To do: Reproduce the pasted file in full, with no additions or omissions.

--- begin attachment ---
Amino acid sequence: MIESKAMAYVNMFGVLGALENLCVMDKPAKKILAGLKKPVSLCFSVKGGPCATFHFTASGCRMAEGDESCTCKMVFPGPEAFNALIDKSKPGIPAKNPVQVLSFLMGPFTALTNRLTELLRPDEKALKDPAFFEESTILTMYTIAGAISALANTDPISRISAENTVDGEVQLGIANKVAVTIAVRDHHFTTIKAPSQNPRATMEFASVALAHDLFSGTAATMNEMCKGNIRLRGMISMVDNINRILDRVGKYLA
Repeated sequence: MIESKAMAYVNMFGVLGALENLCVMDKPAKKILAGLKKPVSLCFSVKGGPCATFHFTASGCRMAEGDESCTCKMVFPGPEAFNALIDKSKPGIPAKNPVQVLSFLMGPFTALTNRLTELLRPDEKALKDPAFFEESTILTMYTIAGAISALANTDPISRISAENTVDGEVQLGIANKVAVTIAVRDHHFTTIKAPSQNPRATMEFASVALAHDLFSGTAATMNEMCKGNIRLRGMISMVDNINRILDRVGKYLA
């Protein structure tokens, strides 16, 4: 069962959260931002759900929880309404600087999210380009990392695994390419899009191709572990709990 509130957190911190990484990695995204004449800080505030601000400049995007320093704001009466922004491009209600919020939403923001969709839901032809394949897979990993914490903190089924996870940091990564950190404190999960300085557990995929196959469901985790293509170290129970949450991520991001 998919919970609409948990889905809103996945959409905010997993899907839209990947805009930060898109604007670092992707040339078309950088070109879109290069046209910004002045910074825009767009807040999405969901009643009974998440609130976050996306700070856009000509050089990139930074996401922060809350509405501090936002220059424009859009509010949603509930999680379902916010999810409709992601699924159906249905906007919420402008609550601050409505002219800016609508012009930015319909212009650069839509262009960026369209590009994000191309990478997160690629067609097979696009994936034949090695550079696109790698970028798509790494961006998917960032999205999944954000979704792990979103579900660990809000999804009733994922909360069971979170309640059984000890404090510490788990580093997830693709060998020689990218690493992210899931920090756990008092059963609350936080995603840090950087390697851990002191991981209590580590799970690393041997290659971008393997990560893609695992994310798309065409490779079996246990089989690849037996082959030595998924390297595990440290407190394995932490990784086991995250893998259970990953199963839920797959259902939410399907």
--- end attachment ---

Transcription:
Amino acid sequence: MIESKAMAYVNMFGVLGALENLCVMDKPAKKILAGLKKPVSLCFSVKGGPCATFHFTASGCRMAEGDESCTCKMVFPGPEAFNALIDKSKPGIPAKNPVQVLSFLMGPFTALTNRLTELLRPDEKALKDPAFFEESTILTMYTIAGAISALANTDPISRISAENTVDGEVQLGIANKVAVTIAVRDHHFTTIKAPSQNPRATMEFASVALAHDLFSGTAATMNEMCKGNIRLRGMISMVDNINRILDRVGKYLA
Repeated sequence: MIESKAMAYVNMFGVLGALENLCVMDKPAKKILAGLKKPVSLCFSVKGGPCATFHFTASGCRMAEGDESCTCKMVFPGPEAFNALIDKSKPGIPAKNPVQVLSFLMGPFTALTNRLTELLRPDEKALKDPAFFEESTILTMYTIAGAISALANTDPISRISAENTVDGEVQLGIANKVAVTIAVRDHHFTTIKAPSQNPRATMEFASVALAHDLFSGTAATMNEMCKGNIRLRGMISMVDNINRILDRVGKYLA
């Protein structure tokens, strides 16, 4: 069962959260931002759900929880309404600087999210380009990392695994390419899009191709572990709990 509130957190911190990484990695995204004449800080505030601000400049995007320093704001009466922004491009209600919020939403923001969709839901032809394949897979990993914490903190089924996870940091990564950190404190999960300085557990995929196959469901985790293509170290129970949450991520991001 998919919970609409948990889905809103996945959409905010997993899907839209990947805009930060898109604007670092992707040339078309950088070109879109290069046209910004002045910074825009767009807040999405969901009643009974998440609130976050996306700070856009000509050089990139930074996401922060809350509405501090936002220059424009859009509010949603509930999680379902916010999810409709992601699924159906249905906007919420402008609550601050409505002219800016609508012009930015319909212009650069839509262009960026369209590009994000191309990478997160690629067609097979696009994936034949090695550079696109790698970028798509790494961006998917960032999205999944954000979704792990979103579900660990809000999804009733994922909360069971979170309640059984000890404090510490788990580093997830693709060998020689990218690493992210899931920090756990008092059963609350936080995603840090950087390697851990002191991981209590580590799970690393041997290659971008393997990560893609695992994310798309065409490779079996246990089989690849037996082959030595998924390297595990440290407190394995932490990784086991995250893998259970990953199963839920797959259902939410399907």